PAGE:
Erdoğan Victory Reinforces Turkey’s Islamization

The Turkish leader could use his election victory to marginalize opponents, further polarizing society.

Turkish prime minister Recep Tayyip Erdoğan addresses parliament in Ankara, June 10
Turkish prime minister Recep Tayyip Erdoğan addresses parliament in Ankara, June 10 (AKP)

Turkish prime minister Recep Tayyip Erdoğan is almost certain to win his country’s first direct presidential election on Sunday. A victory for Erdoğan, who has ruled Turkey for more than a decade, would likely reinforce the NATO member state’s Islamization and exasperate opponents who have proven unable to thwart what they perceive as a drift toward authoritarianism.

Erdoğan, who has won every Turkish election for his conservative Justice and Development Party (AKP) since 2002, promises to exercise the full powers granted to him if he is elected president — unlike his predecessors who were appointed by parliament and played a largely ceremonial role.

The current constitution, which was written under military rule after a 1980 coup, would enable him to appoint the prime minister as well as top judges and chair cabinet meetings. An election victory could also embolden Erdoğan to push for constitutional changes in order to expand the powers of the presidency further.

Opponents of Erdoğan’s government worry that such a move would allow the Turkish leader to manipulate the country’s democratic institutions and suppress dissent.

Erdoğan has recently been battered by graft accusations he claims were fabricated by supporters of a former ally, the religious leader Fethullah Gülen, who lives in the United States. Numerous tapes of telephone conversations posted online suggest Erdoğan himself was involved in corruption. The premier calls these “montages” and claims foreigners are attempting to undermine his “new Turkey.” He has purged thousands of police officers as well as hundreds of judges and prosecutors who were involved in corruption investigations against members of his cabinet.

The AKP nevertheless won the local elections in March when it got almost 43 percent support nationwide. But the elections were overshadowed by a government ban on social media and voting irregularities, including power outages in provinces where the party was struggling to hold on to seats and claims from opposition newspapers that they had come under cyber attack during election night.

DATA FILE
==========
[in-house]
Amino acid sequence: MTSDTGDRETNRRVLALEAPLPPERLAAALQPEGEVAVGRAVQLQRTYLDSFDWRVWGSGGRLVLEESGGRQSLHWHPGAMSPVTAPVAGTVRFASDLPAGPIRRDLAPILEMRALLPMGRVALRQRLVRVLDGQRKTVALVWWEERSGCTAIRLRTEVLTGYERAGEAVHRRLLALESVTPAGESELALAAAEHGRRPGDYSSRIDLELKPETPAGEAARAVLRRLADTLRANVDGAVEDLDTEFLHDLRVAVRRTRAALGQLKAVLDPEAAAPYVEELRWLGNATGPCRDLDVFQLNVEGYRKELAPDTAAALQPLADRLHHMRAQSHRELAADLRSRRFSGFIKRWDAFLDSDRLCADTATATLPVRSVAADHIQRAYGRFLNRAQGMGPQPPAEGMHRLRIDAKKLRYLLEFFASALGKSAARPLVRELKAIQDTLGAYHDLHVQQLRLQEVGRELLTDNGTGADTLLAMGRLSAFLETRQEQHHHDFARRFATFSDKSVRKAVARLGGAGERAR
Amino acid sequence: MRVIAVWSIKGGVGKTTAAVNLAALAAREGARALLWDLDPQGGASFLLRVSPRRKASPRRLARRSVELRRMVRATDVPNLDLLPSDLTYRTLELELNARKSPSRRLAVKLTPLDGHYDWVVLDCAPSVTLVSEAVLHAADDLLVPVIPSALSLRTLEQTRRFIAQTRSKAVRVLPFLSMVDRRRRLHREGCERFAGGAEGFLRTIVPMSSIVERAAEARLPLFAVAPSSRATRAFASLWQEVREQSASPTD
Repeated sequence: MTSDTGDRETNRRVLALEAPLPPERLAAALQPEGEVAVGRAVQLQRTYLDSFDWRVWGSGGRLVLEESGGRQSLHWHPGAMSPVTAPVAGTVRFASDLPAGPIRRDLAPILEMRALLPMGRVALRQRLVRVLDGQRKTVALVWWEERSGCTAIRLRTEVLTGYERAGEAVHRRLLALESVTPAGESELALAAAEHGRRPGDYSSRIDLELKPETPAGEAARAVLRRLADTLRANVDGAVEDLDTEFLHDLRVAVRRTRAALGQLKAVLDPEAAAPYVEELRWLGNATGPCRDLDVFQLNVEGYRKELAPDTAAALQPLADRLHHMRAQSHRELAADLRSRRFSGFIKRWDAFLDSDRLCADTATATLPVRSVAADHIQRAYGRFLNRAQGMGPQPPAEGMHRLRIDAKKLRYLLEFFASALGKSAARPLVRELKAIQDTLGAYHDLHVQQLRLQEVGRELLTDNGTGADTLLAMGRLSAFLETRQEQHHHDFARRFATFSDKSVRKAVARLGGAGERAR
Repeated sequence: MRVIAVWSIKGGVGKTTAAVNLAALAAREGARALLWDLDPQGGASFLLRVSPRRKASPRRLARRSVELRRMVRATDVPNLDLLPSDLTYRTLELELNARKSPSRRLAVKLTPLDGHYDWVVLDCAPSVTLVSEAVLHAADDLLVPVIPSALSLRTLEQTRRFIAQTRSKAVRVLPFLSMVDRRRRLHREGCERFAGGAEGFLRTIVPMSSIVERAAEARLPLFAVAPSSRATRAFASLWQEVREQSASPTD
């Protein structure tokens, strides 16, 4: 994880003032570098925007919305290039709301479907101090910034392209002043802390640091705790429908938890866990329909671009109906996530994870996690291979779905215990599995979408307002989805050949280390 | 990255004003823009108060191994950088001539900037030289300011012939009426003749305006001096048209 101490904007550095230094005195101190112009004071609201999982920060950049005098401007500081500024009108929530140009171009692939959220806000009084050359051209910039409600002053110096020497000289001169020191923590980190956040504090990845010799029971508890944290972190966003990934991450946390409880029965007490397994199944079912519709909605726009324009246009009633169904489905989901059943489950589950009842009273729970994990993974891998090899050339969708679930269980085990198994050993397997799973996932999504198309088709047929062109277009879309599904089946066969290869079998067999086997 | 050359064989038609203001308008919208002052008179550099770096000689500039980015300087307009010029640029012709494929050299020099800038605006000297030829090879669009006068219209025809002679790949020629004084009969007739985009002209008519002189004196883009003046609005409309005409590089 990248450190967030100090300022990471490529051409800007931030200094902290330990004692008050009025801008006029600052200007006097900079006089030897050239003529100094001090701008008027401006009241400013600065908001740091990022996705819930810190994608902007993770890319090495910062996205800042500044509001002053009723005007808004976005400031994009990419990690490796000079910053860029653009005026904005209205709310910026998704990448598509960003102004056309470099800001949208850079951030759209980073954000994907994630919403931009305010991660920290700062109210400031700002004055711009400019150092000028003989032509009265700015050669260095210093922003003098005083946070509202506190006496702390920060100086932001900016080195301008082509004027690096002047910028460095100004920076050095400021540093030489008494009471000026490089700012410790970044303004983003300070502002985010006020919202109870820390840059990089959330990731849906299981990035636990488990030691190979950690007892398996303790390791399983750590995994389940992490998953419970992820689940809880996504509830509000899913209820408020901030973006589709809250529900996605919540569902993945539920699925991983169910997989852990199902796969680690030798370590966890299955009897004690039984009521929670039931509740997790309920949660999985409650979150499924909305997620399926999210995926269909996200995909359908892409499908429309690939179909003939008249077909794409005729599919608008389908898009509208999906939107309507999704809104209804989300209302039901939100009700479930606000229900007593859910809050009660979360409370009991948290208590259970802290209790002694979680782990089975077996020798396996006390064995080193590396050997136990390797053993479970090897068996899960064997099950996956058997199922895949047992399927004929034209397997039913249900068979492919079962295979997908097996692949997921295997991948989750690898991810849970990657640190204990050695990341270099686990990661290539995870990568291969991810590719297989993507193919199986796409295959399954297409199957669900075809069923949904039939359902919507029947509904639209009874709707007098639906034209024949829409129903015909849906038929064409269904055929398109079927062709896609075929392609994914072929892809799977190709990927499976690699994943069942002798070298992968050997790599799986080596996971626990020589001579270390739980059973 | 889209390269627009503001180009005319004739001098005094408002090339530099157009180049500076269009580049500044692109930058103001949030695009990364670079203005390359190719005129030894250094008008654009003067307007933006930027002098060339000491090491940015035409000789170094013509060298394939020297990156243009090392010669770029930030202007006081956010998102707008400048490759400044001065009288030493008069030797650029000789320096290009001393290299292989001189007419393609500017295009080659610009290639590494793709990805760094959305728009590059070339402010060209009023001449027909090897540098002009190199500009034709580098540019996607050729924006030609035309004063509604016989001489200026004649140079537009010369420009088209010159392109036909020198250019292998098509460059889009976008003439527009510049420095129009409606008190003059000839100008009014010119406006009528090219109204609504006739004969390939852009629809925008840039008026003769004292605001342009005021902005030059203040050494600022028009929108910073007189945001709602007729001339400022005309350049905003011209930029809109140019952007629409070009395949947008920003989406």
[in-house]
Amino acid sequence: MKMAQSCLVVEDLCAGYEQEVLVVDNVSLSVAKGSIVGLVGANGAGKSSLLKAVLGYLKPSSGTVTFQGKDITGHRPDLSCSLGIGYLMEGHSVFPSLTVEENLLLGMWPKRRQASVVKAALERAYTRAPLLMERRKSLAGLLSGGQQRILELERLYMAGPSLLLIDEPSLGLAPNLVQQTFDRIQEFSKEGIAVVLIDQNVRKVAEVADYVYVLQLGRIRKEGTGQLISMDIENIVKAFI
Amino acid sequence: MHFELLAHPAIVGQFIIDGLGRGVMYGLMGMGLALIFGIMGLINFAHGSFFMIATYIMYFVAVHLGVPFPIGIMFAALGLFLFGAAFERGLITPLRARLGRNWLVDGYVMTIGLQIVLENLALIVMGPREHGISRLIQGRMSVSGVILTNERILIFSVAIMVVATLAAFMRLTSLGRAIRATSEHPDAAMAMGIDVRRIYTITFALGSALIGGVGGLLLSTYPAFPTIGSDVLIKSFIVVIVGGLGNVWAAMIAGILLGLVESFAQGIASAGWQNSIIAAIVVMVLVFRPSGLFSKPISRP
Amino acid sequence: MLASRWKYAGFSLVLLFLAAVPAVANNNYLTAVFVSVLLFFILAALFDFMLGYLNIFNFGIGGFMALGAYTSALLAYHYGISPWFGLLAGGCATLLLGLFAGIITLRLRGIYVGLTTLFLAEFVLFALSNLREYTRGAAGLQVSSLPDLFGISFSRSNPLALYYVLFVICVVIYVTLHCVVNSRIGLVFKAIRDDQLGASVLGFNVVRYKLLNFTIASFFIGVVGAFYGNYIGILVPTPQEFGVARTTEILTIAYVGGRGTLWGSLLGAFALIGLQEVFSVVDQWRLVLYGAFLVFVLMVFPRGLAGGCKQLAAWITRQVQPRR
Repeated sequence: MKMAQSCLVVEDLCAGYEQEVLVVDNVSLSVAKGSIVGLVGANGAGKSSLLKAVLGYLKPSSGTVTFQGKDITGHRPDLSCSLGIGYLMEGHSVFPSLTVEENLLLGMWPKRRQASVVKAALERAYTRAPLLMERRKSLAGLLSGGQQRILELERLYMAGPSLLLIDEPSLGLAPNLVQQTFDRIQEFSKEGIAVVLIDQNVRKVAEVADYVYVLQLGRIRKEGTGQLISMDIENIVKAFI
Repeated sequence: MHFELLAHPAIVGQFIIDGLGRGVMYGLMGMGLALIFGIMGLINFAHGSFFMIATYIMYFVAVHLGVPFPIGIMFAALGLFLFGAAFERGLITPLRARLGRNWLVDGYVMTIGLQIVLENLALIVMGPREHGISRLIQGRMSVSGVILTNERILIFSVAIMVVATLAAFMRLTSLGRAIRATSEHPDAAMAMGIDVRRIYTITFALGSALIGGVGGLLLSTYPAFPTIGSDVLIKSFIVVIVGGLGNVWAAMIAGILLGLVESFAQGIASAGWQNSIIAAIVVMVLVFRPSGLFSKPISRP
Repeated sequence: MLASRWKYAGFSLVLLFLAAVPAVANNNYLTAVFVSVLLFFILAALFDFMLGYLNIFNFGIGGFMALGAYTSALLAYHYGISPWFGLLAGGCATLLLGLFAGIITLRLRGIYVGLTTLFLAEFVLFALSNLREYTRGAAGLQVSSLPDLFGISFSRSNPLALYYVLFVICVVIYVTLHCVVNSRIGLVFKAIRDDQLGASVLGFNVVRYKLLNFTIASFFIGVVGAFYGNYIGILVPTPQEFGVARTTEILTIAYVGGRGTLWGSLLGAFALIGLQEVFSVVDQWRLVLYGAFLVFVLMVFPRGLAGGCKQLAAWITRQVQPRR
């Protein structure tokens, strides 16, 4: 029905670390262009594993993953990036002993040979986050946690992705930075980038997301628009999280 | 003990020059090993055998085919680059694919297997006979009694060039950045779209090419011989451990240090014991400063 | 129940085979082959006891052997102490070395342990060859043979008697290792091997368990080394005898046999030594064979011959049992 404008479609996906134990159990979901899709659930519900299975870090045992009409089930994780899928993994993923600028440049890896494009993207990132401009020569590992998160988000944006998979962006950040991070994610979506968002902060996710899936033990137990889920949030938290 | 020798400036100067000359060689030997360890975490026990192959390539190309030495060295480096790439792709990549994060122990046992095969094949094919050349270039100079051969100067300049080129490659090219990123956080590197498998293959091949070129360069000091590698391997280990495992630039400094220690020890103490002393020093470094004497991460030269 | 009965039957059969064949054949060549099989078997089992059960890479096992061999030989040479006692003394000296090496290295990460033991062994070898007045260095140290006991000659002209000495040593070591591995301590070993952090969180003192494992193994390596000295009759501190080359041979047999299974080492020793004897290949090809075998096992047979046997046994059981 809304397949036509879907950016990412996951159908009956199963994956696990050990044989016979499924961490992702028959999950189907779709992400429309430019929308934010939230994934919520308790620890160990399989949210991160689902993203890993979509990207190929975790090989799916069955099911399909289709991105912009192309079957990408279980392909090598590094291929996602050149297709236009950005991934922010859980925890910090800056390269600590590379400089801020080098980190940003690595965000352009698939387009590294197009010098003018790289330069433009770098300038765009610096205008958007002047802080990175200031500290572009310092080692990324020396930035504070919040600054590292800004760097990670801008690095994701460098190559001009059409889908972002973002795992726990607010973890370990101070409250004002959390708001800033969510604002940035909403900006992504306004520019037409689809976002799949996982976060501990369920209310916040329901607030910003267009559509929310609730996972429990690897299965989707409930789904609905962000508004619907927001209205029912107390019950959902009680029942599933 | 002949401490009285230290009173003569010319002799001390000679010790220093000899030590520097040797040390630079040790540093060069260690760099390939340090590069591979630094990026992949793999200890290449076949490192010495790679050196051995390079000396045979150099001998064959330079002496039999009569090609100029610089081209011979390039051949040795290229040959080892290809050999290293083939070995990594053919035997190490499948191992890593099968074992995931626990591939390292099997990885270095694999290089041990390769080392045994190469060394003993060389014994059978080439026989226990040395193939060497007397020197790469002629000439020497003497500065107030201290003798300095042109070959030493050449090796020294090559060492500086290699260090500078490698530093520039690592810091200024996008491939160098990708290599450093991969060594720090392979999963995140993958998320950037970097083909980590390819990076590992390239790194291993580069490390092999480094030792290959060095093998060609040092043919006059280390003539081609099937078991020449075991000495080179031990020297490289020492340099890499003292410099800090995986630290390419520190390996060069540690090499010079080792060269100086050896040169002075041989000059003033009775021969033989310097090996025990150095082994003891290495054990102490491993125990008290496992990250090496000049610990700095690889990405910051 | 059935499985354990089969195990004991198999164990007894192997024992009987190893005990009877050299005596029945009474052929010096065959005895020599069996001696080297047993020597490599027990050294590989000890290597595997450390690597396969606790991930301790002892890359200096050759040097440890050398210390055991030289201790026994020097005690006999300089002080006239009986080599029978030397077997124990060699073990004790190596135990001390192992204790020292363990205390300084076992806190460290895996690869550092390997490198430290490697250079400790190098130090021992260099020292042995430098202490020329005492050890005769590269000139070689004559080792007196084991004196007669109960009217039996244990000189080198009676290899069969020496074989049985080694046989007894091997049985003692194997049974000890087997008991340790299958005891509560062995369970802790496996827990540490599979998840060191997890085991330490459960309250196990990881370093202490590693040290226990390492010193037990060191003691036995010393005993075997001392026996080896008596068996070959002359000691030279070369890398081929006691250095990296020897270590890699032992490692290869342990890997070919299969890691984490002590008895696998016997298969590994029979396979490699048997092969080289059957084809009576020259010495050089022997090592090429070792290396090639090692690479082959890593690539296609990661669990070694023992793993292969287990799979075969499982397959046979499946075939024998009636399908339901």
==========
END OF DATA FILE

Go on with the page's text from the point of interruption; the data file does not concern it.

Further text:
The crowdsourced consulting company Wikistrat warns in a report (PDF) it released shortly before Sunday’s election that Turkish politics could see more conflict and polarization if Erdoğan interprets his victory as a mandate to marginalize and eliminate his opponents. “If the opposition fails to present a formidable challenge, Wikistrat’s analysts assessed that Erdoğan will crush them and establish his power,” it reports. “If, on the other hand, the opposition manages to present a unified front, Erdoğan will need to make concessions and seek reconciliation in order to accomplish much of anything.”

The country’s two largest opposition parties — the secular Republican People’s Party and the far-right Nationalist Movement Party — did jointly nominate a presidential candidate: Ekmeleddin İhsanoğlu, an academic and former diplomat who lead the Organization of Islamic Cooperation for ten years before stepping down in January. But his nomination itself marks a surrender of Turkey’s secularists, according to the Council on Foreign Relations’ Steven A. Cook and Middle East expert Michael Koplow.

Highlighting Ihsanoğlu’s religious credentials, including his extensive study of Islamic culture and thought, the two write at the Ottomans and Zionists blog, “That Turks are being offered a choice between two religious candidates should be the final death knell for the meme that Turkey is a state being pulled apart by a battle between Islam and secularism.” They add, “The truth is that religion won out a long time ago and the fundamental divides in Turkish politics and society are organized around different fault lines” — such as economic inequality, the role of the state, Turkey’s place in the West and its treatment of minorities.

Cook and Koplow cite a 2012 Pew survey of Muslim opinion worldwide (PDF) — which found that religion is an import part of life for 67 percent of Turks and 44 percent attend mosque at least once per week — to argue that Islam in Turkey is “ingrained in a way that elides a meaningful religious-secular distinction.”

Erdoğan’s particular blend of Islamism and Turkish nationalism is what appeals to this majority of pious and — due in no small part to the economic liberalism of his early years — bourgeois voters who will no longer let a secular city elite dictate what it means to be Turkish.

The author is a contributing analyst for Wikistrat.

Leave a reply